Posted Under:

GPA , Study Abroad

Tags: GPA , Graduation Rates , Study Abroad

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by Agnes Jasinski

A report released yesterday shows that college students today study about 10 hours less on average than college students in the 1960s. The report explains further that technology isn’t the cause of less time hitting the books or the library, as has been traditionally believed. The researchers say it’s up to the colleges to give students more work and to enforce academic standards and requirements to boost study times.

The American Enterprise Institute report, “Leisure College, USA,” looked at a number of national surveys over the last several decades to come to their conclusions. In contrast to previous theories over why students study less these days—some students choose tougher college majors, attend “easier” colleges, or work part- or full-time while in school—the researchers say the evidence points to other factors at play. Achievement standards at post-secondary schools have fallen, they said, and there’s been an overall shift in “college culture” to allow for more leisure time.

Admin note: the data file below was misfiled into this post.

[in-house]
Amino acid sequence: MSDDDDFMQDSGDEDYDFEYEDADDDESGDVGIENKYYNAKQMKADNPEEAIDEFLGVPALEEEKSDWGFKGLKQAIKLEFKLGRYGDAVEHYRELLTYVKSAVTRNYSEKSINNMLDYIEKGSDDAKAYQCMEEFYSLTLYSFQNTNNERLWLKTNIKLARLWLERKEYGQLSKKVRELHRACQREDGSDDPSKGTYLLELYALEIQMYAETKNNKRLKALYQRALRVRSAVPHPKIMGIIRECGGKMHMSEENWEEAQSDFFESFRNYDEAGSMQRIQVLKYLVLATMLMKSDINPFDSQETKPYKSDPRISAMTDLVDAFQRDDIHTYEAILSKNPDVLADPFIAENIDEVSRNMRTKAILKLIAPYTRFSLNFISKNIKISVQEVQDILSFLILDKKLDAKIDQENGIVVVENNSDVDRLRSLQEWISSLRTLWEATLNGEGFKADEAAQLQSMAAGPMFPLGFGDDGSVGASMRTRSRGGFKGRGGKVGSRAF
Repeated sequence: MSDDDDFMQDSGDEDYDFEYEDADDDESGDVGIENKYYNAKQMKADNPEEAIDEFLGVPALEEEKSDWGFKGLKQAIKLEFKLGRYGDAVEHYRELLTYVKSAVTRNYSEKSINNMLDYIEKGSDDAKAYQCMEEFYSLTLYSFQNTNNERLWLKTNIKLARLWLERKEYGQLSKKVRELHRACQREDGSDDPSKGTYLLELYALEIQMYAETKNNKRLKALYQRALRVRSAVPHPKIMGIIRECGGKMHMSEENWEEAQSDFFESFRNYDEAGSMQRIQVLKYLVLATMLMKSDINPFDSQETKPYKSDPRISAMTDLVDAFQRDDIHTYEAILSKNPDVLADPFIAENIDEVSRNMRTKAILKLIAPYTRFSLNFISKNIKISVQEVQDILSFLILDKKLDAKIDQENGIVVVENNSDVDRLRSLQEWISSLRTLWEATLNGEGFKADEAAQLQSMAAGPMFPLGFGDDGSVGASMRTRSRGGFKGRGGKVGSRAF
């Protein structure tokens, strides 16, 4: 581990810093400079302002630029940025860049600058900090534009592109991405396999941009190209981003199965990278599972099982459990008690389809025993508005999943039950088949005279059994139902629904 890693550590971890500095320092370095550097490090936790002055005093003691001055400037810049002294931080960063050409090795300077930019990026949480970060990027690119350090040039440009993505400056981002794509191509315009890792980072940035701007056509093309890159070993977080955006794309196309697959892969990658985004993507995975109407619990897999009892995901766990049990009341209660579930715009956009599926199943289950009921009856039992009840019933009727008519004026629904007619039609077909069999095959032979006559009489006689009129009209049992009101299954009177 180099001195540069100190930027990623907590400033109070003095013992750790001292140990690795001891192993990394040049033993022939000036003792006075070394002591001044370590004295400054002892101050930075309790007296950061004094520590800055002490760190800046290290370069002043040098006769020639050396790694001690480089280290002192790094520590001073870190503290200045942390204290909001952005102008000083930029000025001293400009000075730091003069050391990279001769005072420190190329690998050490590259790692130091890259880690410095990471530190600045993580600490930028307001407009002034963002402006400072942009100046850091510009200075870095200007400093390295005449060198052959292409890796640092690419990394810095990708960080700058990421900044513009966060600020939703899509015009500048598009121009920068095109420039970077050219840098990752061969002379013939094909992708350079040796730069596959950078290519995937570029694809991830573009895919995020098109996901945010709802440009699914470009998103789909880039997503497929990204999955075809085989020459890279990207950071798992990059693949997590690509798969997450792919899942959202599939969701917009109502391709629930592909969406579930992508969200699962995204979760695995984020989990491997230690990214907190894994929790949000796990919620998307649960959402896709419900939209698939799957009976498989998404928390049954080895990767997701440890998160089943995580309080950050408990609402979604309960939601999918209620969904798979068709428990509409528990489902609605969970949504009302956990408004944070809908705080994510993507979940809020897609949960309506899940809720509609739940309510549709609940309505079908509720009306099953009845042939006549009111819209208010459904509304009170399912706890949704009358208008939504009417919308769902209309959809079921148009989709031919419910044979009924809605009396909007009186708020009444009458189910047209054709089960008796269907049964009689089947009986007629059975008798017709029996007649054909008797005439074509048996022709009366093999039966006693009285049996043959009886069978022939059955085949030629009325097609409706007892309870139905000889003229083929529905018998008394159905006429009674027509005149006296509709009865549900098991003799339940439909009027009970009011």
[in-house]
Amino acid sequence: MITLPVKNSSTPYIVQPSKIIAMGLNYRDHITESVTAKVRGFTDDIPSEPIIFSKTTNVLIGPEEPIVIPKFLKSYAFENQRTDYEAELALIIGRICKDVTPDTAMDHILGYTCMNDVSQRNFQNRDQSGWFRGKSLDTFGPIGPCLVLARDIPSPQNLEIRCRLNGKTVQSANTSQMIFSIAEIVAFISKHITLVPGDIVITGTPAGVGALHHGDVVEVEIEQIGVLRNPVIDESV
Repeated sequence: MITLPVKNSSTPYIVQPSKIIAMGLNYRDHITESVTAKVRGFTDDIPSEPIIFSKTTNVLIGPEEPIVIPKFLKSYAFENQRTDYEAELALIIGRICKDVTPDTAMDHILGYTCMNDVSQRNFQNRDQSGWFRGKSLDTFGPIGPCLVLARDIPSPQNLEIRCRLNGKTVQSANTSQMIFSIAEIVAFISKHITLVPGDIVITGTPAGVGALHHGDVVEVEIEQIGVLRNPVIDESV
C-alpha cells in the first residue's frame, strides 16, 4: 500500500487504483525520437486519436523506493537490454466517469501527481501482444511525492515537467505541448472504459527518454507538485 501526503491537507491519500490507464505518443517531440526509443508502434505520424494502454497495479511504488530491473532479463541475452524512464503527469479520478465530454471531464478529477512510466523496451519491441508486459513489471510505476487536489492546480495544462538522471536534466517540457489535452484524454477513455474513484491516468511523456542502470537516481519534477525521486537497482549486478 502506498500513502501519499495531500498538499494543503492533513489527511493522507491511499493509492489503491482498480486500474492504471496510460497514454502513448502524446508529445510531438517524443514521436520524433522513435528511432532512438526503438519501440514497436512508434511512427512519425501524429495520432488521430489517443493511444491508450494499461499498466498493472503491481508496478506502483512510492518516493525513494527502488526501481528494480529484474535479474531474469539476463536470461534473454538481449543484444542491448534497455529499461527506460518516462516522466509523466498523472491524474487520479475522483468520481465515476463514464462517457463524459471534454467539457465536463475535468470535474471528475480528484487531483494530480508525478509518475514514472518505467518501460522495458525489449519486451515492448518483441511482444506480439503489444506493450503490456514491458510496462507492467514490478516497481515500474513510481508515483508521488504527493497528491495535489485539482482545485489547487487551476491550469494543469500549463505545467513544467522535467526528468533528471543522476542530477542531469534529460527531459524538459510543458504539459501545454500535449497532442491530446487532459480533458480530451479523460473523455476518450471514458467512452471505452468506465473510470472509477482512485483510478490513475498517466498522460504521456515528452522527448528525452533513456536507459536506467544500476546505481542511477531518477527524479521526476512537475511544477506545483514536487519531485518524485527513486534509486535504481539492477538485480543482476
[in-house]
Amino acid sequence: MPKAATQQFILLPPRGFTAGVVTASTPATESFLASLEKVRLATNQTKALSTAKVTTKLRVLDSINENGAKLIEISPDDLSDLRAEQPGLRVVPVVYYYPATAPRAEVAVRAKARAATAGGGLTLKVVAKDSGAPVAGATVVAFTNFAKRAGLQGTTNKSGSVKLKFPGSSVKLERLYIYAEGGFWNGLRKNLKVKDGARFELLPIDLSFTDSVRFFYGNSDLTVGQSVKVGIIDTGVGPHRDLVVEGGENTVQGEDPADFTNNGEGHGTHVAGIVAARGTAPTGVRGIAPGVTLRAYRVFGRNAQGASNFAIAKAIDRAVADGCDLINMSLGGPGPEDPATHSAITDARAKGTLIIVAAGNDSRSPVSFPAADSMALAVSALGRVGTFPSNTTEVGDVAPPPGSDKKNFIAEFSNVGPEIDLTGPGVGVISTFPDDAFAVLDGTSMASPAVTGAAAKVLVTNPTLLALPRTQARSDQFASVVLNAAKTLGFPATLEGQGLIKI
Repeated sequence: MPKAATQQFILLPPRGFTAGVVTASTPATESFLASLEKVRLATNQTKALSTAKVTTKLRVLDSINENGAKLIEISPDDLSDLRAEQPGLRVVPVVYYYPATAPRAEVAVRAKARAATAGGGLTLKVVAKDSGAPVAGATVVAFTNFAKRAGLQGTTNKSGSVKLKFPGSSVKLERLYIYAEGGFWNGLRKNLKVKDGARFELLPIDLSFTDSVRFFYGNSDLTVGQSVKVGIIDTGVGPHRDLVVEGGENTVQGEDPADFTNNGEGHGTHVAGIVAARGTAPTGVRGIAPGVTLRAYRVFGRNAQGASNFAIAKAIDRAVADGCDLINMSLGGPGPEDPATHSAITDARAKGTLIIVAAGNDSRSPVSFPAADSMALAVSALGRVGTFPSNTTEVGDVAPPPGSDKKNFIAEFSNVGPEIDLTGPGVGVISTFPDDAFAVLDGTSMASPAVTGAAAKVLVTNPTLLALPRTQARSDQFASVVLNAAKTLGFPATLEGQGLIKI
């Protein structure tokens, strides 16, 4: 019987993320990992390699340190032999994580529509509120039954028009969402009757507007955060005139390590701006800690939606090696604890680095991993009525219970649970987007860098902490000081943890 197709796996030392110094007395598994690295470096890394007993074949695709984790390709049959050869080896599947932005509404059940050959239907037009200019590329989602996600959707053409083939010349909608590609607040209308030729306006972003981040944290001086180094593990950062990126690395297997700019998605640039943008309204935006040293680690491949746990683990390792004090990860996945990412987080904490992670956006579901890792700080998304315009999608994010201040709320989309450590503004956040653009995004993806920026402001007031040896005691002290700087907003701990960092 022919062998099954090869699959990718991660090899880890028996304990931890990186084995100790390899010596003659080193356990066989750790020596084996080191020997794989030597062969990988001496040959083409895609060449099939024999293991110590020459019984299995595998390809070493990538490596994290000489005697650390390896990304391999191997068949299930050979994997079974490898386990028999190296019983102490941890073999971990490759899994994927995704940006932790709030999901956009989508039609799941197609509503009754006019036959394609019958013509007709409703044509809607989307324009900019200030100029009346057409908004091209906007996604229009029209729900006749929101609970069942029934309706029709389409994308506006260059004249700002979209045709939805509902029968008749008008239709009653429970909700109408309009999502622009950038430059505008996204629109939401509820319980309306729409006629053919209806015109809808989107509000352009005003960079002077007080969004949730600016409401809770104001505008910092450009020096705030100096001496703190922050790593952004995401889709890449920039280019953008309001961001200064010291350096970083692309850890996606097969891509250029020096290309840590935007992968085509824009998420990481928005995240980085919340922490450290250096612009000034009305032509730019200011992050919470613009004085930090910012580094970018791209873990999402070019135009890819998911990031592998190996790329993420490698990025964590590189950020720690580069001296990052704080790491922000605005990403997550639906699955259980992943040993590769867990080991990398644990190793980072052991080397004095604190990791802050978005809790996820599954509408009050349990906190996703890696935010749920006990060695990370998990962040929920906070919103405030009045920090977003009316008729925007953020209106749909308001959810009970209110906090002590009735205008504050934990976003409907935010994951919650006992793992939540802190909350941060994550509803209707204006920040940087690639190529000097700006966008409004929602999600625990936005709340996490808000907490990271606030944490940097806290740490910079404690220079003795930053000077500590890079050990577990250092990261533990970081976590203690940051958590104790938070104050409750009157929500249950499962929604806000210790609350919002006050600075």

According to the study:

  • In 1961, the average full-time student at a four-year college studied 24 hours per week; today, college students study about 14 hours per week.
  • Although students are spending more time working than they did before, the number of hours spent studying fell for all kinds of students, including those who didn’t have a part- or full-time job on their schedules in addition to their coursework.
  • Employers seem to care less about students’ GPAs while in college and more about an applicant’s individual experiences and college choices. This gives students less incentive to study hard for those good grades.
  • Students seem to be spending more time on applying to college and getting accepted to the college of their choice; once they’re there, the pressure seems to be off.
  • How's this for incentive? Students who study more in college earn more in the long run.

As with any report like this, it’s important to consider that these are theories of the researchers that could be explained in a number of different ways. Why do you think students are studying less? Should professors be tougher on their students? If you need some tips to stay motivated and meet your own personal academic goals, there are things you can do to stay on track. Check out our Study Skills section to learn more about topics like how you can become a more efficient student by studying smart, how you can feel more prepared going into a college exam, and how to tackle that first all-nighter, among a number of other topics. Have more tips? Share them with us!